Sharing my writing workflow
After last week’s blogging hiatus I started planning this week’s post and quickly realized I didn’t really know what to write about… I thought about some ideas I had stashed before but they weren’t that interesting. And as I was thinking about what to write, it became clear: why not write about writing?
Over the last few years I’ve written quite a few things, blog posts (I had a “humour” blog once, it wasn’t funny), scientific articles, interviews, press releases, project grant applications & deliverables and a (big) thesis. During this, I developed my own writing process. I know it doesn’t suit everyone, but sharing is good!
My iterative writing workflow is comprised of three steps:
Plan & outline
I’m big proponent of the “plan ahead” mentality. Always have everything well mapped before starting the actual work is an essential step for successfully achieving your goals. This rule of thumb is also valid for many other scenarios, such as project management or software engineering (I’ll leave this discussion for future articles). I start writing everything from an idea, which I transform into an abstract or summary. Next, I organize the structure of what I want to write. This includes outlining the general article structure and of each (sub)section individually. I also try to organize the actual textual content, paragraph by paragraph. I often resort to just defining some bullet lists regarding what I need to write in each section. Although, when the expected outcome must be excellent, I go deeper and outline the ideas for specific paragraphs, figures, tables or lists, in each section.
Once the initial article structure is finalized, I write. More importantly, I write freely. At the outset, I just write to cover the ideas from the outline. Later on, I try to “get it on” and start writing whatever comes to my mind, literally dumping content. I know that later I will delete some stuff and rewrite other sections, so I try to not worry about the quality of what’s coming out. I worry about the quantity. I think it’s better to write a lot and them trim down some extra words. I just let it flow until the first complete draft is finished.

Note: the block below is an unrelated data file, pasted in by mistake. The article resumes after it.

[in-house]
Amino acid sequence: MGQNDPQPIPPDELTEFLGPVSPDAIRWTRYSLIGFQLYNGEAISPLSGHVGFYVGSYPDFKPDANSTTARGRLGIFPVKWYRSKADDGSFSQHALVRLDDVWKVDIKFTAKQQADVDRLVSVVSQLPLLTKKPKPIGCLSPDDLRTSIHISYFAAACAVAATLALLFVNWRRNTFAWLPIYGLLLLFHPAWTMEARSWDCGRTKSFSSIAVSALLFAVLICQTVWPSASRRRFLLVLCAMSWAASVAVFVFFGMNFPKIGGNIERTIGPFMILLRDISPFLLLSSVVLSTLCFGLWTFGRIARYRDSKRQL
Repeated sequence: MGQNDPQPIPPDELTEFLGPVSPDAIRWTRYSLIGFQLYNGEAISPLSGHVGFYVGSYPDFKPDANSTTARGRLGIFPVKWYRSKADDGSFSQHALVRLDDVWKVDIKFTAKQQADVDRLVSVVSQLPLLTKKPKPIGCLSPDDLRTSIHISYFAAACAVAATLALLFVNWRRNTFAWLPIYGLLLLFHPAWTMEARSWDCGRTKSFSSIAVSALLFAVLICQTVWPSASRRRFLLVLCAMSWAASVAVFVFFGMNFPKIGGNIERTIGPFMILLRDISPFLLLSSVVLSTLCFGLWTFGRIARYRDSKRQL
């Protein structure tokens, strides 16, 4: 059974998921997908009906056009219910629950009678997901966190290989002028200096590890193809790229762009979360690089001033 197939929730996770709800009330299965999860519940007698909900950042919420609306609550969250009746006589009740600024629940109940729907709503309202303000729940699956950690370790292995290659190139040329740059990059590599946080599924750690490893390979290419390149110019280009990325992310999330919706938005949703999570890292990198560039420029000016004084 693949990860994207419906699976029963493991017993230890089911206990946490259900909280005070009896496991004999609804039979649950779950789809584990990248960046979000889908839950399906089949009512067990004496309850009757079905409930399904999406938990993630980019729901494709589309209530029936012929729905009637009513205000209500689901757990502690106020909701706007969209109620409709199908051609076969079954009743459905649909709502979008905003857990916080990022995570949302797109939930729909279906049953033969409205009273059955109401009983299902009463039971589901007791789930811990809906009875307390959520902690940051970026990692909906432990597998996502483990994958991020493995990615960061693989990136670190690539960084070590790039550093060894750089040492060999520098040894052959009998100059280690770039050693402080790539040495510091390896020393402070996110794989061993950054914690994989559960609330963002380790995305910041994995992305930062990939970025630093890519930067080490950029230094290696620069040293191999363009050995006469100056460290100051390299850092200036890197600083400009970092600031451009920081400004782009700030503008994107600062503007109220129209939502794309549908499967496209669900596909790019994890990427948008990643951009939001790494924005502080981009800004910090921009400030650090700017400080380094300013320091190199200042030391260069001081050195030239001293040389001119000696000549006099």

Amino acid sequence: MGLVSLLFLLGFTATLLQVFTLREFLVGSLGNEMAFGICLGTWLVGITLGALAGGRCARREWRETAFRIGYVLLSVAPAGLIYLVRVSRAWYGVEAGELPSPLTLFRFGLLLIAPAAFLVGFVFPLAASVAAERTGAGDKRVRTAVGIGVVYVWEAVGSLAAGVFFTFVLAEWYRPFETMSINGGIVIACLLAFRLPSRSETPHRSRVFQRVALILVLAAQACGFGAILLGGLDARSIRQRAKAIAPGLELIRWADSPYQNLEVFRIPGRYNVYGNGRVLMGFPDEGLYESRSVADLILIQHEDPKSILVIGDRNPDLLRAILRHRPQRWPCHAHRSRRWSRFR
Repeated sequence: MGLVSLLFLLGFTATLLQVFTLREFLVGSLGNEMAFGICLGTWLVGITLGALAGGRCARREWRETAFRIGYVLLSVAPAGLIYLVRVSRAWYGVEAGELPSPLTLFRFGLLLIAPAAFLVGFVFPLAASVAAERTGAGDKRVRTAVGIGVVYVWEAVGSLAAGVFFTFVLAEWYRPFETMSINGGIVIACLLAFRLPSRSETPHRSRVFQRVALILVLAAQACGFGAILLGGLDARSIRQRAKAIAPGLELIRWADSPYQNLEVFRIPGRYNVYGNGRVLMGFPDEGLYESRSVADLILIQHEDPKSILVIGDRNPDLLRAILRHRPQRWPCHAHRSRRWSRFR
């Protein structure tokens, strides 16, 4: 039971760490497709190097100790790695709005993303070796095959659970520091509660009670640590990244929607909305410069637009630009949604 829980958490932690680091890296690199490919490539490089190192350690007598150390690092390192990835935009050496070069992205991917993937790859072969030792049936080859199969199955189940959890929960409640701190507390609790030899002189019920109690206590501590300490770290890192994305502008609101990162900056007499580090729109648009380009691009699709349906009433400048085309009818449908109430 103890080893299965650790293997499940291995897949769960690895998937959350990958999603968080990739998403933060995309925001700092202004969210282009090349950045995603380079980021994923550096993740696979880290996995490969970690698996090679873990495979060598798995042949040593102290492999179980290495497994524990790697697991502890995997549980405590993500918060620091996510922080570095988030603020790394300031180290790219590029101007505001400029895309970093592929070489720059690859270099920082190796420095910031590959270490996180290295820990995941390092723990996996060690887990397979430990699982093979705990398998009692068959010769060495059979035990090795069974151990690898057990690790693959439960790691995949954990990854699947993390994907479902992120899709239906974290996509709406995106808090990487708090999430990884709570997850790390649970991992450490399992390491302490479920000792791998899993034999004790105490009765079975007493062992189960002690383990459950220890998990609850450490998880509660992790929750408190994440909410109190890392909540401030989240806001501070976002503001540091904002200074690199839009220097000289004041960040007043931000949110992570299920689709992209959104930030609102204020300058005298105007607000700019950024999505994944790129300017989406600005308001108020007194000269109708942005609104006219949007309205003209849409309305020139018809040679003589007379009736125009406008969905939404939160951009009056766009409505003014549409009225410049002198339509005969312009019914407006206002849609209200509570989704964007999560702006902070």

With the draft complete, it’s time to refine its content. In this step I focus on improving the message I want to convey. This mostly covers checking the text’s size, clarity and consistency. On the “free writing” component I tend to write a lot. This means I digress a lot, and start rambling on inessential things. The solution: cut & rewrite. On most occasions, there’s also a size limit, whether it’s pages or words, so I really have to pick the best sentences and prune the worst ones. Improving the text clarity is probably the most difficult step. I have some difficulties in being objective, especially because I’m not a native English speaker/writer (Portuguese grammar and language are very different and much richer). However, improving the text clarity is an essential, yet daunting, activity. To finish, I review everything to make sure that the content is accurate and consistent. Contradicting yourself or the ideas you’re presenting screams lack of interest and effort, and will disengage the reader. These items, size, clarity and consistency, are even more relevant in the scientific context. In these cases, I also rewrite abstracts, introductions and conclusions, making sure their ideas match.
Lately, with more to write on less time, these steps’ boundaries are blurred. I try not to skip steps, but I start from more generic content descriptions and reduce the amount of rewrites and refinements I make. Nevertheless, this overall process is tailored, i.e., optimized, to my thinking and writing style. I hope that showing this workflow can help anybody in the future…
Tools of the Trade
Just a final note on software. I write everything in Markdown. All texts are synced via Dropbox. For scientific articles or web content, I use Microsoft Word for proofreading and to generate the final formatted .pdf content for submission. On the Mac I use Sublime Text and iA Writer. iA Writer is also my app of choice on the iPhone, which I combine with Editorial on the iPad to write/edit everything on the go.